'They placed two tiny round single?legged tables on the carpet, and on this a large tray, slightly embossed in the centre. On this raised part the food was placed for serving. At first there was nothing but several varieties of hors d'oeuvre and fruit. No one brought plates, bowls, glasses or jugs. There were only large spoons for soup. We all sat on soft cushions in the Turkish fashion... First they distributed gold embroidered napkins to us, a span in width, which covered the right shoulder. Then the food began to arrive. They were of great variety but little in quantity. As fast as they came, they were taken away. We barely had time to dip the tip of our spoons in them. Holding a piece of bread between our thumb and forefinger, we took stuffed vineleaves onto our spoons. The Turkish method of cooking is most unusual.'
European cookery, French in particular, began to appear alongside Turkish in the 1840s, when Countess Ida Hahn-Hahn of Germany ate a lunch that began with European dishes and were followed by a succession of Turkish ones at the home of foreign minister Rıfat Paşa. 'There was on the whole a curious medley of foreign and domestic manners, customs, and dishes,' she remarked. A state banquet given at Dolmabahçe Palace for the French and British ambassadors during the Crimean War a decade later, however, was not only in 'the French and English fashion of a grand dinner,' but was served by European waiters.
Impressions of a French Chef
Alexis Soyer, the celebrated French chef who spent two years in Turkey assisting Florence Nightingale to improve the diet of British troops during the Crimean War, took full advantage of this opportunity to study Turkish cuisine. He was soon so enamoured of Turkish cookery that he wrote in a letter to The Times in September 1856:
'Though so many authors have written upon Turkey, they have yet left me several virgin pages, and those pages are upon the national cookery of the Moslem people. They have many dishes which are indeed worthy of the table of the greatest epicure, and I shall not consider my Oriental mission terminated to my satisfaction till I see in the bills of fare of France and England their purée de volaille au ris, tomates, et concombres, and purée de Bahmia aromatisée à la crème... near our whitebait, red mullets, turbot, and salmon, their fried sardines, bar fish, gurnet, sturgeon, red mullets aux herbes, oyster pilaff, mackerel, salad, etc; and with our roast beef, saddle-back of mutton, and haunch of venison, their sheep, lamb, or kid roasted whole, and the monster and delicious kebab; by our entrées of suprême de volaille, salmis, and vol-aux-vents, their doulmas, kioftee, shish kebabs, haharram bouton, pilaff au cailles, etc; with our vegetables, their Bahmia, fried leeks and celery, partligan bastici, and sakath kabac bastici; with our macédoines, jellies, charlottes, etc, their lokounds, moukahalibi, baclava gyneristi, ekmekataive. Their coffee, iced milk, and sherbet - in fact, all their principle dishes might, with the best advantage, be adopted and Frenchified and Anglicised.'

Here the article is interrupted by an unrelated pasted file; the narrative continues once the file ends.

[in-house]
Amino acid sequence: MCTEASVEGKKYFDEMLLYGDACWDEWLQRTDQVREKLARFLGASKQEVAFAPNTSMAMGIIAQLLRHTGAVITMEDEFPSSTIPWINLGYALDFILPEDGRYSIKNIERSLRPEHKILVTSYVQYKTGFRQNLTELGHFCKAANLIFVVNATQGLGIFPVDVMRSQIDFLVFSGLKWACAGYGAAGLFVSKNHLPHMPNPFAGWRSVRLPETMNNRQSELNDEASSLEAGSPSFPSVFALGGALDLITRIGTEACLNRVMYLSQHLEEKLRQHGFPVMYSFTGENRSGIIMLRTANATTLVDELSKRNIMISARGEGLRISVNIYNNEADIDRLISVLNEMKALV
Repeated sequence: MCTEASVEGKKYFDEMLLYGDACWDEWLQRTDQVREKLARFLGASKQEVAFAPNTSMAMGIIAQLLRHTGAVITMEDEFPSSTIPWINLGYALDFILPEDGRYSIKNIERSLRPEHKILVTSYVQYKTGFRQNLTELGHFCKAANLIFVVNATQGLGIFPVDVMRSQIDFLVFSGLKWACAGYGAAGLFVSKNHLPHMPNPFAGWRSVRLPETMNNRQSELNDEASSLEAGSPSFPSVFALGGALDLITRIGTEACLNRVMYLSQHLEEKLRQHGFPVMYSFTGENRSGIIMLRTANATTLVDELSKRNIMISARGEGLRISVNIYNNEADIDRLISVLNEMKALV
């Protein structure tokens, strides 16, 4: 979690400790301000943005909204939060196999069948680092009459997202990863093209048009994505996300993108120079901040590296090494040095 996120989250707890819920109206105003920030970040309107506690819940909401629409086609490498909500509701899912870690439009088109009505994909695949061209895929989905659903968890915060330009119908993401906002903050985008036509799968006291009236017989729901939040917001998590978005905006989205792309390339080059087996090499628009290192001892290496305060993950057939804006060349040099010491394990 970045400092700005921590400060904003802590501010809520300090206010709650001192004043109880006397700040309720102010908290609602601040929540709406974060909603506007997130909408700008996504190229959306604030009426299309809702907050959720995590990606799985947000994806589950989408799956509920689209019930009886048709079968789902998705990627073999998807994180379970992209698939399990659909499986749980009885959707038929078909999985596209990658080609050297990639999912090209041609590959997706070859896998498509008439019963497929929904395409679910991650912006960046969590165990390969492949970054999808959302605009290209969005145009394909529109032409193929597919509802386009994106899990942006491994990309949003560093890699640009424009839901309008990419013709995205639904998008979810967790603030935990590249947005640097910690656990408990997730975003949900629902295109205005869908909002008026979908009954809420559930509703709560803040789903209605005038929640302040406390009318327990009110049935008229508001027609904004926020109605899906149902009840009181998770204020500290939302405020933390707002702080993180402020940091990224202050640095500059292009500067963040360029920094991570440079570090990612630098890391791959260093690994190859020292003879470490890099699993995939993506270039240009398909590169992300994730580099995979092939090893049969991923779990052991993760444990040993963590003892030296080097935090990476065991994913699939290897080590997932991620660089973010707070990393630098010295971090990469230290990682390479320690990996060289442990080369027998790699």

In his Culinary Campaign, Soyer wrote enthusiastically, 'The process of the Turkish cookery, though slow, I much approve of, as the succulence and aroma of every kind of food are retained, and it is far superior to our system, everything being cooked or stewed on the top of red-hot ashes laid on slabs of stone or marble.' As a result of these favourable impressions Soyer resolved to write a book to be called The Culinary Wonder of All Nations, that was to include further details of Turkish cuisine. Sadly however he died in 1858 and all his notes were destroyed by his creditors.
In 1862 a Turkish banquet was held in England, possibly for the first time. It was given by Viceroy of Egypt Mehmed Sa'id Pasha on his yacht at Woolwich, and his guests included British royalty and distinguished statesmen. So favourable was the impression made that Turabi Efendi, one of the viceroy's officials, was encouraged to compile a Turkish cookery book in English. Although his book was sufficiently well received to go into a second edition, it does not seem to have left any lasting impression on English cookery.
Back in Turkey urban upper class eating was becoming increasingly influenced by France. In 1862 Ottoman Minister of Education Mısırlı Fazıl Mustafa Paşa employed 45 French cooks as well as the same number of Turkish male cooks, yet it was one of the women cooks in the harem kitchen whose food was most renowned amongst his friends and acquaintances.